Sorry, Pasadena. Tough luck, Los Angeles.
A judge ended the family feud in San Diego on Thursday that had threatened to chase the 1998 Super Bowl and the 1997 Chargers season northward.
Superior Court Judge Anthony Joseph resoundingly rejected the contention by a former city councilman that expansion of San Diego Jack Murphy Stadium should be halted because it is being done illegally.
The judge’s ruling prompted San Diego officials to engage in the political equivalent of a touchdown dance in the end zone.
“It was a clean sweep for the city,” said City Atty. Casey Gwinn. “Go Chargers!” said Councilman Juan Vargas. “San Diego’s future is safe for another day,” said Councilwoman Judy McCarty.
Part of the civic tumult that had gripped San Diego for weeks was based not just on a fear of losing the Super Bowl and the Chargers. The prospect that they would go to Los Angeles was enough to add insult to injury.
The city’s historic antipathy toward Los Angeles made the court victory even sweeter for officials.
“It’s not the L.A. Chargers,” an exultant Mayor Susan Golding said. “I never want to hear that phrase again. The L.A. Chargers just sounds terrible.”
Former Councilman Bruce Henderson, who led a referendum aimed at blocking the expansion and overturning a deal struck between City Hall and the Chargers, said he will not appeal Joseph’s decision.
Henderson vowed instead to mount an effort to amend the City Charter to require a public vote on all public projects funded by lease-revenue bonds, the kind being used to pay for expansion of the 29-year-old publicly owned stadium.
“We want to give the voters a chance to close the loopholes in the City Charter,” Henderson said.
Chargers owner Alex Spanos praised Golding and said the controversy has taken a toll on him.
“The stress I’ve gone through I don’t ever want to go through again,” Spanos said before lightly adding: “I just want to live to 2020 (when the team’s contract with the city expires) so I can renegotiate the contract. I’ll be 97 then.”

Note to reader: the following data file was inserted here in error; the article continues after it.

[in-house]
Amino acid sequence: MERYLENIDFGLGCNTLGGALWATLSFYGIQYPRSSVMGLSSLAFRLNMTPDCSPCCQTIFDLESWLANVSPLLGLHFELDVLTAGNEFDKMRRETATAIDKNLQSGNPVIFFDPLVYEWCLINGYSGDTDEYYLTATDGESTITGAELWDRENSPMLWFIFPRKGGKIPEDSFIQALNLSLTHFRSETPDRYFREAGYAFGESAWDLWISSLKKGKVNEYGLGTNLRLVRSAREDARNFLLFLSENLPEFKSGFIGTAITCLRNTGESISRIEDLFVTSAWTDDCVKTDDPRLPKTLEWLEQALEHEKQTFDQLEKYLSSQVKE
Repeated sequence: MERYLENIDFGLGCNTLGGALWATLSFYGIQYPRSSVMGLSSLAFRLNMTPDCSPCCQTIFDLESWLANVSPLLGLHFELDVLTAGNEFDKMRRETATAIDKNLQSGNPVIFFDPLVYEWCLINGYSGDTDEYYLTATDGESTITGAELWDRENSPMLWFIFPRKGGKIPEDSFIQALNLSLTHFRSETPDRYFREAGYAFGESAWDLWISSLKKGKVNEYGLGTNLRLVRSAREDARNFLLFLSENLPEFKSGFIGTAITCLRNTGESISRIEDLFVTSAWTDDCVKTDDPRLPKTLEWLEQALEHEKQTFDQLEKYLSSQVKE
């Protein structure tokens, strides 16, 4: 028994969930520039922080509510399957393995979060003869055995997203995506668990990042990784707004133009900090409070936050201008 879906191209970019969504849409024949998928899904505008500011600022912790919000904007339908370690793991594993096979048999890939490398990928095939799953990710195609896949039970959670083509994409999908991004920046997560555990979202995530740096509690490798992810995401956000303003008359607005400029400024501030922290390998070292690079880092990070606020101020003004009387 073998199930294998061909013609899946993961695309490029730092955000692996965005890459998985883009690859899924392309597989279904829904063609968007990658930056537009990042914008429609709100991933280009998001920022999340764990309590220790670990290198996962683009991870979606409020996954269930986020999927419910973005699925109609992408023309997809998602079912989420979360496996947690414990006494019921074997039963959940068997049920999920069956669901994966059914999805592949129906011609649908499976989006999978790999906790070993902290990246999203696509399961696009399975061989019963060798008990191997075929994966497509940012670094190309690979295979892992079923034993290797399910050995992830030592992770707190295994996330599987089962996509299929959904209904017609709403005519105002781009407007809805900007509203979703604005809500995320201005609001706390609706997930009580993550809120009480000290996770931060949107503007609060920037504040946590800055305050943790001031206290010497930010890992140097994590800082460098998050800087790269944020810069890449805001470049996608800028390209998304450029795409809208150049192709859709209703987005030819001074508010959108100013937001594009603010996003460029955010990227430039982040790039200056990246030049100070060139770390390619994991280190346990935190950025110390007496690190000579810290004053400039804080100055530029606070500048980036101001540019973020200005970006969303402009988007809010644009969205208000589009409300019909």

The NFL had said that if stadium construction was halted, it would move the 1998 Super Bowl to the Rose Bowl. Similarly, the Chargers had said their 1997 games would be moved to the venerable venue in Pasadena.
Pasadena officials expressed disappointment that the Rose Bowl will not get to play stand-in host for Super Bowl XXXII.
“We’ve always wished San Diego the best,” said Pasadena Mayor William Paparian. “But we continue to remain available as a site for the Super Bowl, should any contingency develop.”
Rick Welch, chairman of the Los Angeles Sports and Entertainment Commission, said the judge’s decision “is a good result for the big picture of getting sports facilities built.”
David Simon, president of Los Angeles Sports Council, said that by looking to the Rose Bowl as an alternative site “the NFL showed it still looks with favor on the L.A. market and that’s not what we’ve been hearing from the NFL in recent years.”
Simon said he’s confident that once Los Angeles builds a stadium, it will again be in the “loop” for Super Bowls.
Joseph ruled that the referendum drive by Henderson applied only to an additional $18 million approved in December. The original $60-million expansion project was adopted in 1995.
Henderson’s lawyers had contended that by adding the $18 million, the City Council had created a different project than the one envisioned in 1995. They asserted that the city should not have begun construction while the referendum was pending.
Joseph disagreed. He said that because the council, under pressure from Henderson, had rescinded the $18-million addendum, the referendum and Henderson’s lawsuit were moot.
Joseph said that the 1995 contract between the city and the Chargers anticipated that the final cost of construction might exceed $60 million. The judge also ruled that the 1995 contract anticipated that some of the final architectural details, which had to be approved by the Chargers, would be different.
On the allegation that the city knuckled under in its negotiations with the Chargers, Joseph said it was not the court’s role to determine whether the deal was good or bad.
Henderson’s attorney, former federal prosecutor Michael Aguirre, had charged that the city, in effect, is subsidizing Spanos.
“The financial commitment the city has made to this multimillionaire could cost the city hundreds of millions of dollars with no end in sight,” Aguirre told Joseph. “The NFL cartel is plugging in another profit center.”
Beyond the sheer joy of hosting professional football’s showcase game, a city selected for a Super Bowl can expect a bonanza for the local economy. New Orleans officials have tentatively pegged the revenue from Super Bowl XXXI this year at more than $300 million.
The expansion of San Diego Jack Murphy Stadium will add 10,000 seats, pushing the stadium capacity to 72,000. The NFL prefers stadiums to have a minimum of 70,000 seats for a Super Bowl. San Diego hosted the 1988 Super Bowl by bolstering the stadium with temporary seats.
Even with Thursday’s court ruling, the stadium expansion matter still has issues to be resolved. The largest of those is finding a way to replace the $18 million contained in the now-rescinded addendum.
QualComm, a local telecommunications firm, has offered to provide a similar amount to the city in exchange for its name being put on the stadium in place of that of Jack Murphy, the late sports editor of the San Diego Union.
Henderson had been vilified by expansion boosters in the press and business community. In the hours before the ruling, a radio sportscaster called him “Satan Henderson.”
Times staff writer Ken Ellingwood in Pasadena contributed to this story.